May is a tough month, both for me, as well as the green. Whilst April is still cool, bulbous spring plants are in bloom and other plants just begin sprouting fresh green, May sees the arrival of the first hot days and the green now grow and expand rapidly. It’s the first time during¬†the year that I find myself running and watering daily. Seedlings have to be replanted and previously pricked out plants demand larger pots or have¬†to be planted to the ground, least they wither. It’s an overall stressful period. And as I find myself plagued with pollen allergy the plants too start to suffer from various diseases: first and foremost aphids (which have been multiplying rapidly and in significantly larger amounts than in previous years), secondly black spot disease and mildew (plaguing my beloved Munstead Wood rose) and thirdly a fungus that causes leaves to crumble and roll up (this fungus infests fruit trees and is effecting our cherry tree heavily this year). So I am constantly on watch, removing aphids by hand and cutting off diseased leaves and twigs.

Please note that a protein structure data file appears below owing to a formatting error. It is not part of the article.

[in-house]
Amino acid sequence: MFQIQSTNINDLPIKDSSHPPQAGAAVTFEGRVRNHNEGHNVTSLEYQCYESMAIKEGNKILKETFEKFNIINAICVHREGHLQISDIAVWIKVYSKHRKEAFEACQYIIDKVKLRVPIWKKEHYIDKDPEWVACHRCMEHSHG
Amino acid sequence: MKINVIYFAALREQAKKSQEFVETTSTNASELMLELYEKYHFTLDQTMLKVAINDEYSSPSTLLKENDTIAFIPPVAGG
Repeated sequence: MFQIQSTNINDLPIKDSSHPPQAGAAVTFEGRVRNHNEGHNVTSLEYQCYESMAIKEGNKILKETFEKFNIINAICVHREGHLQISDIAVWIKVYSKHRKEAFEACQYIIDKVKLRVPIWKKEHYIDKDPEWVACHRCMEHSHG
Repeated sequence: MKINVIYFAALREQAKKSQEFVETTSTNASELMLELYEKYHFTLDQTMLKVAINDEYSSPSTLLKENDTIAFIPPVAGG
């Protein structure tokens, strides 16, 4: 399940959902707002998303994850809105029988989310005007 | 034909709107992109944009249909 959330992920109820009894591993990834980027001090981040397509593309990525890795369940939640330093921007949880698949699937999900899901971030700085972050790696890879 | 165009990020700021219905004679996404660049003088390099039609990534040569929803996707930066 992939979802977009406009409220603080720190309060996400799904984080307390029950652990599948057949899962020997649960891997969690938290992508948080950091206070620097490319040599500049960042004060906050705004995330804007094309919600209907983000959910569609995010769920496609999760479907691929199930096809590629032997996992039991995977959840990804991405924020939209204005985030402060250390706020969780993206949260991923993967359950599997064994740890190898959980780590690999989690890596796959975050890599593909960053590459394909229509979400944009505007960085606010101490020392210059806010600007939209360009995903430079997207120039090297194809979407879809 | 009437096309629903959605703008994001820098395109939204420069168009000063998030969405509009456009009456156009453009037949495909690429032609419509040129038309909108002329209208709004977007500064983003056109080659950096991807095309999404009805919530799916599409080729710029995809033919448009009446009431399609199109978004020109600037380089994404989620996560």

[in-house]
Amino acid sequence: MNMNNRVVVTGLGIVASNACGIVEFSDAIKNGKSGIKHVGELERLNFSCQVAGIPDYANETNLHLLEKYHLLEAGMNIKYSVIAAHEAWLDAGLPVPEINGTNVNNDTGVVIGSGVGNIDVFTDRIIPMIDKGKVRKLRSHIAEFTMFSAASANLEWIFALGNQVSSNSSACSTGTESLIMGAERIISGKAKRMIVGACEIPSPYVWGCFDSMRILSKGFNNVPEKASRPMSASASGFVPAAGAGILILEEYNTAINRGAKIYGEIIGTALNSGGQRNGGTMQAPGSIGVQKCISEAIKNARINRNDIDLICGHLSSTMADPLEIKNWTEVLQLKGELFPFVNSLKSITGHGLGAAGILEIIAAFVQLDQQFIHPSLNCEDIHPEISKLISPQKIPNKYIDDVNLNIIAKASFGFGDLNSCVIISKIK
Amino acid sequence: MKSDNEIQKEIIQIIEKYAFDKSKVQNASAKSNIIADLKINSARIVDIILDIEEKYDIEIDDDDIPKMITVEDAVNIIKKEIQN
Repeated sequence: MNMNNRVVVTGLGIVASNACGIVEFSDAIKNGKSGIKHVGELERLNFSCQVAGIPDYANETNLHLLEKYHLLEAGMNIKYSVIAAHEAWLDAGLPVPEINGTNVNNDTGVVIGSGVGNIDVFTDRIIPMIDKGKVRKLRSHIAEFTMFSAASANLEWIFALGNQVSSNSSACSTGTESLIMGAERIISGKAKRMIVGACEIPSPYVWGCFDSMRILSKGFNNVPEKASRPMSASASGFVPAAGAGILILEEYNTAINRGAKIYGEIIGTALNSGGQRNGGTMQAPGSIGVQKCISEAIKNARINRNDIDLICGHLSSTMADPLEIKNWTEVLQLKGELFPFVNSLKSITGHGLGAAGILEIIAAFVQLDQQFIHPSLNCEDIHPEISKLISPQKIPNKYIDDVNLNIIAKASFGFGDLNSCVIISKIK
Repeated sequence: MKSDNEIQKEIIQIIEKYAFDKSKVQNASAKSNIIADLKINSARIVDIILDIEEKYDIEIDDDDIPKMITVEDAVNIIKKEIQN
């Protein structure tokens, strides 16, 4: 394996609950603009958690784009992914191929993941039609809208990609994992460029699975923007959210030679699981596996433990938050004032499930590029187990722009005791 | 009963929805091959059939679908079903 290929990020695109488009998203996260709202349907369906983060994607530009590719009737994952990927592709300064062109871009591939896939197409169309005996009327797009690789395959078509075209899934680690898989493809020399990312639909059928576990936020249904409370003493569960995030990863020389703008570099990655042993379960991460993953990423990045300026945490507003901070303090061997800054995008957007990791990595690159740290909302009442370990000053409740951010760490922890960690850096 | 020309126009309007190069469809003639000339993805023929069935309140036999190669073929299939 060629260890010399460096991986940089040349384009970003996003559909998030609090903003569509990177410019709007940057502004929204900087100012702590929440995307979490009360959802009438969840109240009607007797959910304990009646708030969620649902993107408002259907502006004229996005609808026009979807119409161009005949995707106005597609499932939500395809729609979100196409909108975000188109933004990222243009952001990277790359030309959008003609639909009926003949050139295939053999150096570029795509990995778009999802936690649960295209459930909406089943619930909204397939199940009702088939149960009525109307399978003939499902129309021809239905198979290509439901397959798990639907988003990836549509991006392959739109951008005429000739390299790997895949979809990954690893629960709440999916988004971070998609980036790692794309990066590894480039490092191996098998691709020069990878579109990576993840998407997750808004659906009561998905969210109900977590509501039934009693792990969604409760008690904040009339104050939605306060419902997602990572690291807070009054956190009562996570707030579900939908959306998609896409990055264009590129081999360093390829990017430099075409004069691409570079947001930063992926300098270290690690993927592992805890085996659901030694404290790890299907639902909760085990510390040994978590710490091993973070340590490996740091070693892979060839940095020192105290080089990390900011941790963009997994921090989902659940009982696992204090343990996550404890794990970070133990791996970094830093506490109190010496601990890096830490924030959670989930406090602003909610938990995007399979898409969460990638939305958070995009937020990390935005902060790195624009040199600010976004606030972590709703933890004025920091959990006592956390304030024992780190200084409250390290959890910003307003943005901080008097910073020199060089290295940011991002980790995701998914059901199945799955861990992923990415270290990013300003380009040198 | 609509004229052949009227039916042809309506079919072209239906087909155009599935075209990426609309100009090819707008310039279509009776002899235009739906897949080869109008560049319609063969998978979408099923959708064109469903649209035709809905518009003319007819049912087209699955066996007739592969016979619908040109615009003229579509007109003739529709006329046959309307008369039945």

It’s also a¬†month for harvest: paying attention to the moon’s phase, auspicious days and planetary hours, I dug up mandrake and greater celandine root and collected elder flowers.¬†Further the seed capsules of the Hellebores can¬†set free their load any day and I am of course eager to collect their seeds, especially those of the black flowering variants. Alas, ants also have an interest in the oil-rich and therefore nutritious seeds and quickly carry them¬†away into¬†the darkness of their underground abodes. I got serious competition… ¬†Did I mention it’s a stressful month as pertaining to the garden?

But there are also joyful moments, e.g. when the light of the evening sun shines through the flowering trees…

End of May the elder trees start blooming and the air smells of their sweet scent. I gathered the flowers during the night and hour of Venus.
Dog rose, swaying in the evening sun…

And yet there is more work to get done. My garden goals for this year include making a new flower bed beside our back porch. It’s a spot, where flowers will enjoy noon and afternoon sun during the summer. But before I can plant anything here, I first have to break up the old ground, which includes the removal of old tree roots as well as implementing a root barrier to the side of the hedge, mainly to keep the ground elder out. This part is done now. When finished with digging up the entire space and removing weed, I will blend the old soil with compost and humus-rich soil. The process thus far: